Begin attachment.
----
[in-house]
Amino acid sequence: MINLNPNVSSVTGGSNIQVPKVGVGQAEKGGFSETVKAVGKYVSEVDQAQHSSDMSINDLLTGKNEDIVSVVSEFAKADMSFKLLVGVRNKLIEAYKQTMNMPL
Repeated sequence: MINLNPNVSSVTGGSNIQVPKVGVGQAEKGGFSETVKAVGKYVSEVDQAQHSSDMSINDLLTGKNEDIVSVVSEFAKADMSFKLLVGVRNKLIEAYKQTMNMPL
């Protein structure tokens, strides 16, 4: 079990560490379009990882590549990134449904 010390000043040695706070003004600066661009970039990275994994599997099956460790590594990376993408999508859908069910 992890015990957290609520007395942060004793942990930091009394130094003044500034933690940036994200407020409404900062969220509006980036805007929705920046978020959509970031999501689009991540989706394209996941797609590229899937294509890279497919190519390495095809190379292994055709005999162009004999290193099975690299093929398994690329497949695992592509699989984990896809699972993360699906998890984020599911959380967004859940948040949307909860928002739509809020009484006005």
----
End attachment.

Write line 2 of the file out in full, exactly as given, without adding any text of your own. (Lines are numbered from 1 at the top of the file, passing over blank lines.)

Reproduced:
Amino acid sequence: MINLNPNVSSVTGGSNIQVPKVGVGQAEKGGFSETVKAVGKYVSEVDQAQHSSDMSINDLLTGKNEDIVSVVSEFAKADMSFKLLVGVRNKLIEAYKQTMNMPL